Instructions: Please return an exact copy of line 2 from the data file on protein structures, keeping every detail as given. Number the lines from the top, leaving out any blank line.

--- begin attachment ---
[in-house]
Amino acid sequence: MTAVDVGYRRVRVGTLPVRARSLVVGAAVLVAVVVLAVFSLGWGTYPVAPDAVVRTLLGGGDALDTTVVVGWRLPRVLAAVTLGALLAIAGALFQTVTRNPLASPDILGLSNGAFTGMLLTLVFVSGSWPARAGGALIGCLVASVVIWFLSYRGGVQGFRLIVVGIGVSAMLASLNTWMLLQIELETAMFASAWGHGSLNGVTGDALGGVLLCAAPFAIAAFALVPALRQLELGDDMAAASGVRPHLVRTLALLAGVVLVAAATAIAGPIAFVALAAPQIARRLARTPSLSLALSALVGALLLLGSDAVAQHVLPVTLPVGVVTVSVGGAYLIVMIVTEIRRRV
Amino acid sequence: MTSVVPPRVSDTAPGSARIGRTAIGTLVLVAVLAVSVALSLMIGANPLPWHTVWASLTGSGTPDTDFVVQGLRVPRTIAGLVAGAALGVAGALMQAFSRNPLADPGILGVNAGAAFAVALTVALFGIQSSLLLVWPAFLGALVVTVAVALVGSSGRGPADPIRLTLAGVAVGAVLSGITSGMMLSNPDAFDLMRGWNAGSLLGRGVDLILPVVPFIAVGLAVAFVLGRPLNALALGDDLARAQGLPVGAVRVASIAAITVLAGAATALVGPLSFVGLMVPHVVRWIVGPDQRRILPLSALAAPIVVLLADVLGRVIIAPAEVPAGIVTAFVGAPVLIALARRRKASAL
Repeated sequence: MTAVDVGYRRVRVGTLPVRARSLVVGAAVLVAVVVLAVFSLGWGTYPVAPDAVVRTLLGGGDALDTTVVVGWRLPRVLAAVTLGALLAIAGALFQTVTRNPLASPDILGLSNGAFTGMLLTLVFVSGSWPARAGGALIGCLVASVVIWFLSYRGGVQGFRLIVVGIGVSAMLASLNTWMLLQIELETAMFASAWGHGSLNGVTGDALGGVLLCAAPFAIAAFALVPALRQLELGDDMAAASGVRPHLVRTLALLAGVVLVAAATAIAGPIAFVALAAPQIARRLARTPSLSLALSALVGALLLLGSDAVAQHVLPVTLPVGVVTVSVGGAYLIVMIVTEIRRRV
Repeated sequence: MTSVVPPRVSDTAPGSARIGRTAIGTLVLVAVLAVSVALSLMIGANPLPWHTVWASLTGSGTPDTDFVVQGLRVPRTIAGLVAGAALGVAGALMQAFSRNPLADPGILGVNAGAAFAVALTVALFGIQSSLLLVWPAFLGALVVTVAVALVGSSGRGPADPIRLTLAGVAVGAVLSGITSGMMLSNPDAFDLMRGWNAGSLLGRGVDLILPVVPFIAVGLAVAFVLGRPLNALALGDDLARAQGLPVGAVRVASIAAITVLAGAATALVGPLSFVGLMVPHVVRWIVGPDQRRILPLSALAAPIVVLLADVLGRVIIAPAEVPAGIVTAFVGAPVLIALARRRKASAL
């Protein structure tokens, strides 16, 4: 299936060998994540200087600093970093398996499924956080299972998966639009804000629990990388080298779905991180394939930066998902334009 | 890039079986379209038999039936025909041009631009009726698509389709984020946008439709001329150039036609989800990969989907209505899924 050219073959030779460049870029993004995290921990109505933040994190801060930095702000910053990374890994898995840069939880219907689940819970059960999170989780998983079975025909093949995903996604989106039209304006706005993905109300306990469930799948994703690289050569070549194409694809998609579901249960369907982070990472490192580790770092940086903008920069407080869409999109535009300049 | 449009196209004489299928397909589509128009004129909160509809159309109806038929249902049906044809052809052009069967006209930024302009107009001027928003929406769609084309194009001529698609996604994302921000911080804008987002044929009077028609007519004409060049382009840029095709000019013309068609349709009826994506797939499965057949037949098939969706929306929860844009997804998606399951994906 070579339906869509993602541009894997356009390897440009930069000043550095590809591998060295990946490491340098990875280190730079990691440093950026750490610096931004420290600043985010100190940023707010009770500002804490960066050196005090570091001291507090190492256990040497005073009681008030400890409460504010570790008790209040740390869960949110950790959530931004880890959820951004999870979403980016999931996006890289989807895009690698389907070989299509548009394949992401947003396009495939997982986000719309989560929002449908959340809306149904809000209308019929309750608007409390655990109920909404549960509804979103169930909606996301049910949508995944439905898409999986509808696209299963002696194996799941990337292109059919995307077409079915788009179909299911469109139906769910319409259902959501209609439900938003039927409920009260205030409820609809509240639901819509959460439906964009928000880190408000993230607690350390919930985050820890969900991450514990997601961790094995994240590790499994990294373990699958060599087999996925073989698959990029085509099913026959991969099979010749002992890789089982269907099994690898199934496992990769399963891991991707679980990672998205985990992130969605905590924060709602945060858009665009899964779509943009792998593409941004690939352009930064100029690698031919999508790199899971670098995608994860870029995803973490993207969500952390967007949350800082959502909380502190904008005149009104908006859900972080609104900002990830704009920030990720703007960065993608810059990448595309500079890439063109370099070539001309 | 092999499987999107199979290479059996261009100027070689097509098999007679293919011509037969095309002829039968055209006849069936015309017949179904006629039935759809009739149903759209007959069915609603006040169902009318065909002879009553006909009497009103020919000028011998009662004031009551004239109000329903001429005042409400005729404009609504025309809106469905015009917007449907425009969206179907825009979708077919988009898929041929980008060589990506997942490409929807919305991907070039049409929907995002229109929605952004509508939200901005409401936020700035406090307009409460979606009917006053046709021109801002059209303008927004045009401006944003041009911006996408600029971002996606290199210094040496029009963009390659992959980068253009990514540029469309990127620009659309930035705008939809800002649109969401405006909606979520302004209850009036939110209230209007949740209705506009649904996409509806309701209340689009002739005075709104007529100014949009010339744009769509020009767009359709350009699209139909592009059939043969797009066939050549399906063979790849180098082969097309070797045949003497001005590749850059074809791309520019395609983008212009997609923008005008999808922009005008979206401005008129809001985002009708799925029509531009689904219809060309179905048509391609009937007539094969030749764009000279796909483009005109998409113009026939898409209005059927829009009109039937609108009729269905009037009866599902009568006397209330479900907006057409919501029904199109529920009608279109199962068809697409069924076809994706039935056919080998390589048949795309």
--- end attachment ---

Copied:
Amino acid sequence: MTAVDVGYRRVRVGTLPVRARSLVVGAAVLVAVVVLAVFSLGWGTYPVAPDAVVRTLLGGGDALDTTVVVGWRLPRVLAAVTLGALLAIAGALFQTVTRNPLASPDILGLSNGAFTGMLLTLVFVSGSWPARAGGALIGCLVASVVIWFLSYRGGVQGFRLIVVGIGVSAMLASLNTWMLLQIELETAMFASAWGHGSLNGVTGDALGGVLLCAAPFAIAAFALVPALRQLELGDDMAAASGVRPHLVRTLALLAGVVLVAAATAIAGPIAFVALAAPQIARRLARTPSLSLALSALVGALLLLGSDAVAQHVLPVTLPVGVVTVSVGGAYLIVMIVTEIRRRV